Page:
Wednesday, June 10, 2015

June 10th, 1915

- In an effort to expand aircraft production, the French government orders that skilled workers from aircraft factories who had enlisted or been conscripted into the army after August 1st be allowed to return ti civilian life and reenter their prior occupation.  This is a recognition that while this is a war of mass armies, some men, given their skills, are more valuable out of uniform, given that the effectiveness of these mass armies are not only dependent on their size but also on the amount of material available for them to use.

- For several months Frederick Lugard, the British governor of Nigeria, has desired an attack against the fort at Garua in northwestern German Kamerun, especially after the German thrust of April to the Benue River undermined British prestige in northern Nigeria.  A combined Franco-British force of fourteen companies, accompanied by two heavy artillery pieces, has advanced to Garua, and by yesterday had closed to within a kilometre of the German positions.  The goal of the operation was not only to seize Garua but also cut off the garrison's line of retreat and force their surrender.  The first rounds fired by the artillery, however, panicked the askaris of the garrison, half of whom promptly fled by swimming down the Benue River towards Banyo.  Greatly weakened, the three hundred men remaining in Garua surrender the fort today before the British and French can launch an attack on the German line.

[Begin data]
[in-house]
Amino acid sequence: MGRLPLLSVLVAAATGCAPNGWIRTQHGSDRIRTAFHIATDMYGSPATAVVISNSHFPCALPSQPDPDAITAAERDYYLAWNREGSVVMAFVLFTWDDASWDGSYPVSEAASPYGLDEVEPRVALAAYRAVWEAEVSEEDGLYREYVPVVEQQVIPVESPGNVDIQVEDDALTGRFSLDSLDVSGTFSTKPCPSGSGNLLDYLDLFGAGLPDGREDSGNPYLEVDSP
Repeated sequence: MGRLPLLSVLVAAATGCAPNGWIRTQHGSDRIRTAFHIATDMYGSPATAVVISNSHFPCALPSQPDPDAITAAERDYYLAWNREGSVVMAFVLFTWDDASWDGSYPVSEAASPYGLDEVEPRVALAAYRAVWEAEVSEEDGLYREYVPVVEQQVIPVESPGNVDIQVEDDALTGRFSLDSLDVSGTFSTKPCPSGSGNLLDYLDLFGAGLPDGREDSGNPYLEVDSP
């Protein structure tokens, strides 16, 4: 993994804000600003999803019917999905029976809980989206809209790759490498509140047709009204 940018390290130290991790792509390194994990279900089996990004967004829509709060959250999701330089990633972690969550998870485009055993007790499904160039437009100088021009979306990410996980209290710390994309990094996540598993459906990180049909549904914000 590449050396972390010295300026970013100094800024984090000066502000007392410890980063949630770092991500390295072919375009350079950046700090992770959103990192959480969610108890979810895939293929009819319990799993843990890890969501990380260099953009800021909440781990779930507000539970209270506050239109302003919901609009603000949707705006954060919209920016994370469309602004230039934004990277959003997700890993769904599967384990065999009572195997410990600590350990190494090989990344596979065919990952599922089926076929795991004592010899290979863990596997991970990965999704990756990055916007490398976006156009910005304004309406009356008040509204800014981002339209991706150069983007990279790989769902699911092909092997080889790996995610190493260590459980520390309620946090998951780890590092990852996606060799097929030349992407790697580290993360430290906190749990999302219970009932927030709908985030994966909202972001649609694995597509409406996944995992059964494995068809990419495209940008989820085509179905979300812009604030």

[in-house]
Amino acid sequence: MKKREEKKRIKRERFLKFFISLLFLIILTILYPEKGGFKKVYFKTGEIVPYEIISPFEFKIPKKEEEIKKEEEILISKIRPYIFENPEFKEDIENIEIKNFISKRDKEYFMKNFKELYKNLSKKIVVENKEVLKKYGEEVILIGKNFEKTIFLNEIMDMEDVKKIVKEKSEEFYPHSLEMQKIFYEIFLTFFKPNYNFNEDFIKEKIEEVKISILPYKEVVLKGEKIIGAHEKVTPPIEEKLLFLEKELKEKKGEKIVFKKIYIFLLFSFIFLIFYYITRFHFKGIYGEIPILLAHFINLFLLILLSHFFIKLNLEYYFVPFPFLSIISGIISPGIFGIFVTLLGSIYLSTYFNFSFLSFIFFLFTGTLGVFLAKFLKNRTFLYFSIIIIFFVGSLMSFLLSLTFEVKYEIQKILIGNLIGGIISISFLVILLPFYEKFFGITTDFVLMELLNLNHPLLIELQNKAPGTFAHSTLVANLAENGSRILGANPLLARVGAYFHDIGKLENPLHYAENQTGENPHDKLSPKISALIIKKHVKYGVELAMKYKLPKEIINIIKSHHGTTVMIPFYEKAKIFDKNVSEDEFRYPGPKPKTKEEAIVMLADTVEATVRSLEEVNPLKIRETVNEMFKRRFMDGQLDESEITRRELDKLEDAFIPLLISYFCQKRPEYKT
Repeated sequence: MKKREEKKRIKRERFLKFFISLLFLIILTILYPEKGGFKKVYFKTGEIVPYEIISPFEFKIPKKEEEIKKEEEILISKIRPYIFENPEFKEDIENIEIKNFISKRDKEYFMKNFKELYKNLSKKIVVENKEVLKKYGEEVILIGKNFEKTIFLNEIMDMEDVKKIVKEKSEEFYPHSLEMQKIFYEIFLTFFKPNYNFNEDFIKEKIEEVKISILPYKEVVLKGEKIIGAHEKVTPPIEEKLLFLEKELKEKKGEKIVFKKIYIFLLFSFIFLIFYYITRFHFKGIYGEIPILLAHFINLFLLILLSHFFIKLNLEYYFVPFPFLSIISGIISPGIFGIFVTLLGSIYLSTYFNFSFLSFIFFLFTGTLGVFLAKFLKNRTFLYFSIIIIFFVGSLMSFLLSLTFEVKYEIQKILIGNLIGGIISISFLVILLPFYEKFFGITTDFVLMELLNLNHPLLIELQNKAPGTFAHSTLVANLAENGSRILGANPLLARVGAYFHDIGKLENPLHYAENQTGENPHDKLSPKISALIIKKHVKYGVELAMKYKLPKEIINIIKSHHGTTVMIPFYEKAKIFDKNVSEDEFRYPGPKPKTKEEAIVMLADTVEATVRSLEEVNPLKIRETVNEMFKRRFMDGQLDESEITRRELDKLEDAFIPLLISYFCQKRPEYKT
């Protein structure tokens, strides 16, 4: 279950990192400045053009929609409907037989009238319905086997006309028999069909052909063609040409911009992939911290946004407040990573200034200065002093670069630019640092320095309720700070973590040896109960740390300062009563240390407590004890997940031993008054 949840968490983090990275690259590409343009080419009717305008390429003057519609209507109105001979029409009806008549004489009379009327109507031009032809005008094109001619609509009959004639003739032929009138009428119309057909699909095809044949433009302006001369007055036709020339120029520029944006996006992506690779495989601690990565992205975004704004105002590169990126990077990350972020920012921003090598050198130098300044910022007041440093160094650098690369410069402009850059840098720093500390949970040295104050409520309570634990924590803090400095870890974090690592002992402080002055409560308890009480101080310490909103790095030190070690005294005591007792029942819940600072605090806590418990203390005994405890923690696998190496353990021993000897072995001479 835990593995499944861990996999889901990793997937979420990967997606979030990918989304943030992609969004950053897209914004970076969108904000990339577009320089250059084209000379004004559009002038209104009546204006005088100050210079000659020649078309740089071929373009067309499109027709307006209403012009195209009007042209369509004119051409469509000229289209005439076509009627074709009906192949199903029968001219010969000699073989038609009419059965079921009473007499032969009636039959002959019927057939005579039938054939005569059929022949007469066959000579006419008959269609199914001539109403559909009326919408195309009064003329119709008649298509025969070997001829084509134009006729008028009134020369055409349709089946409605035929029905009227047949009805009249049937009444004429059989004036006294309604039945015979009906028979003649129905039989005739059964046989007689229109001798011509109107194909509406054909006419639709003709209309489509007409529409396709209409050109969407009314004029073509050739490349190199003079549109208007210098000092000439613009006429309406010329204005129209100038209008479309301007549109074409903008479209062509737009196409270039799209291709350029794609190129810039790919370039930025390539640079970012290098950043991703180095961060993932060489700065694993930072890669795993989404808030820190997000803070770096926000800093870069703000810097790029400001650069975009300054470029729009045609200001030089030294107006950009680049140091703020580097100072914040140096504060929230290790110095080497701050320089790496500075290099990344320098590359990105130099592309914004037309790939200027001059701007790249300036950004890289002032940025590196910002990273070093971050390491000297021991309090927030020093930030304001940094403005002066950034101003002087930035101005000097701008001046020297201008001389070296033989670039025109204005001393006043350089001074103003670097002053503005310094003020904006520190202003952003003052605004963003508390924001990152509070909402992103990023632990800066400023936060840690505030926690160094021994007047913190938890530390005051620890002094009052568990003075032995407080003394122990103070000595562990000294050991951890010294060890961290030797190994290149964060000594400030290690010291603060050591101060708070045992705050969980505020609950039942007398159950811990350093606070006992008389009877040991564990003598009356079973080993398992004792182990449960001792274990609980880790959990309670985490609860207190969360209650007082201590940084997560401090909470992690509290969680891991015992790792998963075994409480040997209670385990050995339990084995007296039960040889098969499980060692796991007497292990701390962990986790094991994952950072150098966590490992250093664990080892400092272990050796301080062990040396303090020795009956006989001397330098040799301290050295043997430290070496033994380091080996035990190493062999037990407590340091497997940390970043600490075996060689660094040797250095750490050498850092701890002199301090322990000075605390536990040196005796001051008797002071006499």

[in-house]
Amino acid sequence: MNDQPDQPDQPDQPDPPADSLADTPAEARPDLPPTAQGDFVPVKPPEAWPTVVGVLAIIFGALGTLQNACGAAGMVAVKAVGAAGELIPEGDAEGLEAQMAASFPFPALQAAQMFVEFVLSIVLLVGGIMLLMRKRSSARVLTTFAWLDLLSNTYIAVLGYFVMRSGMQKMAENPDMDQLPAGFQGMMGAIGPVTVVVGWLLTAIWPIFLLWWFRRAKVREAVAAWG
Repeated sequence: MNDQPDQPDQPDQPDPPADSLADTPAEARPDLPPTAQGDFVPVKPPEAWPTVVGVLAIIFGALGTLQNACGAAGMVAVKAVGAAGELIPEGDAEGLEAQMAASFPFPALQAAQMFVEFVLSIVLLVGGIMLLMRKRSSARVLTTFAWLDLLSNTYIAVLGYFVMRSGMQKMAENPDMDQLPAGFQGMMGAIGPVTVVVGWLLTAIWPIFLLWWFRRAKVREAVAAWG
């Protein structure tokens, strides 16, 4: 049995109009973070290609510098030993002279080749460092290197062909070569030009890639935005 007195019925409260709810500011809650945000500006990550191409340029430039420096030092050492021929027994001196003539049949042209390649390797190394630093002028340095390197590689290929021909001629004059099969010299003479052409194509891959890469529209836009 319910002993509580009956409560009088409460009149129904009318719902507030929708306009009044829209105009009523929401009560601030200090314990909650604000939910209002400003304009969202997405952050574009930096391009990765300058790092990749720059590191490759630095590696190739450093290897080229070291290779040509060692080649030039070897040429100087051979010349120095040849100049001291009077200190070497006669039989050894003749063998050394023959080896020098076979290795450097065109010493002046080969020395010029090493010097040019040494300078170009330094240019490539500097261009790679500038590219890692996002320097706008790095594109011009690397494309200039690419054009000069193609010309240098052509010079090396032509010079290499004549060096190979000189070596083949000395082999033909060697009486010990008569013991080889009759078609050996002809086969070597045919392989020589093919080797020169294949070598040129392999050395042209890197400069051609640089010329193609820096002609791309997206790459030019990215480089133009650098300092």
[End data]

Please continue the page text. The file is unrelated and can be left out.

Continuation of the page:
For the British and the French, the operation against Garua has been a subsidiary one, designed to restore British prestige and preempt further incursions into Nigeria.  They believe that the Germans are focusing their defensive efforts in the south of the colony, in the region surrounding Jaunde, which is where the British and French have directed their main attacks.  In fact, the Germans have based their defense of Kamerun on the broad northern uplands around Ngaundere, and Garua was the key to holding this territory.  Thus the Germans are greatly concerned about the fall of Garua, which calls into question their entire focus on the north, while the British and French have no idea of the significance of what they have actually managed to accomplish.

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